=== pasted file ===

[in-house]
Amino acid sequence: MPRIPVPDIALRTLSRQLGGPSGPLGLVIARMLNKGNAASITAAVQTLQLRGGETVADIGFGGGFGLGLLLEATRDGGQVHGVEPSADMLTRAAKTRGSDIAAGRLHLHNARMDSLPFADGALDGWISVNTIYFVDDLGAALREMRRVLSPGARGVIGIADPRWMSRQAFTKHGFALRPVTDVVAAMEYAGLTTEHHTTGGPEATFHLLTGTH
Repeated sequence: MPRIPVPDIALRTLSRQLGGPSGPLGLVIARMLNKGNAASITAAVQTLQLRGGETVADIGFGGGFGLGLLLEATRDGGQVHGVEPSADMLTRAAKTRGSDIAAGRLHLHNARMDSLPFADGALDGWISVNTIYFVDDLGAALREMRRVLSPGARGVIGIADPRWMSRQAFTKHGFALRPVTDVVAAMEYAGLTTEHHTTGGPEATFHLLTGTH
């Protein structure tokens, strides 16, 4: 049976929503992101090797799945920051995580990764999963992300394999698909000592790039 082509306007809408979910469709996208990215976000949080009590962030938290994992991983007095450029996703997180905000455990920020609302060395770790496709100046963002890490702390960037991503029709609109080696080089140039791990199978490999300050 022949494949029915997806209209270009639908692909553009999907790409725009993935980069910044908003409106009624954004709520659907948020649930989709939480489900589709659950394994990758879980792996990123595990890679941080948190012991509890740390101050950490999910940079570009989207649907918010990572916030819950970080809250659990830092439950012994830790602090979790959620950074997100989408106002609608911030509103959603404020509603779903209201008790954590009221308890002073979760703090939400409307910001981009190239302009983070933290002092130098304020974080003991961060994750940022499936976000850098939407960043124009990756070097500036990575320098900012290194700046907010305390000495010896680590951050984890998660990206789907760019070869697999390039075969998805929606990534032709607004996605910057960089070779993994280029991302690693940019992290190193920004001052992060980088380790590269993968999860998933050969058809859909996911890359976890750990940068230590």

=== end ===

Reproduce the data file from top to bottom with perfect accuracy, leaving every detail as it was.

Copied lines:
[in-house]
Amino acid sequence: MPRIPVPDIALRTLSRQLGGPSGPLGLVIARMLNKGNAASITAAVQTLQLRGGETVADIGFGGGFGLGLLLEATRDGGQVHGVEPSADMLTRAAKTRGSDIAAGRLHLHNARMDSLPFADGALDGWISVNTIYFVDDLGAALREMRRVLSPGARGVIGIADPRWMSRQAFTKHGFALRPVTDVVAAMEYAGLTTEHHTTGGPEATFHLLTGTH
Repeated sequence: MPRIPVPDIALRTLSRQLGGPSGPLGLVIARMLNKGNAASITAAVQTLQLRGGETVADIGFGGGFGLGLLLEATRDGGQVHGVEPSADMLTRAAKTRGSDIAAGRLHLHNARMDSLPFADGALDGWISVNTIYFVDDLGAALREMRRVLSPGARGVIGIADPRWMSRQAFTKHGFALRPVTDVVAAMEYAGLTTEHHTTGGPEATFHLLTGTH
């Protein structure tokens, strides 16, 4: 049976929503992101090797799945920051995580990764999963992300394999698909000592790039 082509306007809408979910469709996208990215976000949080009590962030938290994992991983007095450029996703997180905000455990920020609302060395770790496709100046963002890490702390960037991503029709609109080696080089140039791990199978490999300050 022949494949029915997806209209270009639908692909553009999907790409725009993935980069910044908003409106009624954004709520659907948020649930989709939480489900589709659950394994990758879980792996990123595990890679941080948190012991509890740390101050950490999910940079570009989207649907918010990572916030819950970080809250659990830092439950012994830790602090979790959620950074997100989408106002609608911030509103959603404020509603779903209201008790954590009221308890002073979760703090939400409307910001981009190239302009983070933290002092130098304020974080003991961060994750940022499936976000850098939407960043124009990756070097500036990575320098900012290194700046907010305390000495010896680590951050984890998660990206789907760019070869697999390039075969998805929606990534032709607004996605910057960089070779993994280029991302690693940019992290190193920004001052992060980088380790590269993968999860998933050969058809859909996911890359976890750990940068230590």